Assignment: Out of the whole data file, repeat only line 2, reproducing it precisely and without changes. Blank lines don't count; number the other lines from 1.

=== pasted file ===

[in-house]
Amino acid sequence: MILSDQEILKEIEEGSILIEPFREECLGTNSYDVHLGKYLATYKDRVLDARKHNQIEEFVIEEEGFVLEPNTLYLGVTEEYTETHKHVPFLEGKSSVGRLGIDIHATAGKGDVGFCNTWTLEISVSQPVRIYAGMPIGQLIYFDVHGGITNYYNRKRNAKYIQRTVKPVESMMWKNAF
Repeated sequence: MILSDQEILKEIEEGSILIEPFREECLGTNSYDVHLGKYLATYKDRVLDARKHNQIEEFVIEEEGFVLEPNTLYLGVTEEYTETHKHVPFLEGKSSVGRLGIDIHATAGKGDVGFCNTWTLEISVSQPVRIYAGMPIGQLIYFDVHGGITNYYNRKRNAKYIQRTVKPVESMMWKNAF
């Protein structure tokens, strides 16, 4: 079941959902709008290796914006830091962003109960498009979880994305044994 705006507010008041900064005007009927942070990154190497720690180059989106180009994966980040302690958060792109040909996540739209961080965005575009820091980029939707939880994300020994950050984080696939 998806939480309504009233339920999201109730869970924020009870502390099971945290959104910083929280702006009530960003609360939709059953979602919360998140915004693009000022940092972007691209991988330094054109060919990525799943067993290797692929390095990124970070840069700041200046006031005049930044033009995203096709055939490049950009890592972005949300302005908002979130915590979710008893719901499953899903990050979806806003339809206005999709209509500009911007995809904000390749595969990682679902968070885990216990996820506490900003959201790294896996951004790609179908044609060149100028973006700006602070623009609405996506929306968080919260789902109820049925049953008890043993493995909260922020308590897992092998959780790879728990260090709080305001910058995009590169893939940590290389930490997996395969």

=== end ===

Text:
Amino acid sequence: MILSDQEILKEIEEGSILIEPFREECLGTNSYDVHLGKYLATYKDRVLDARKHNQIEEFVIEEEGFVLEPNTLYLGVTEEYTETHKHVPFLEGKSSVGRLGIDIHATAGKGDVGFCNTWTLEISVSQPVRIYAGMPIGQLIYFDVHGGITNYYNRKRNAKYIQRTVKPVESMMWKNAF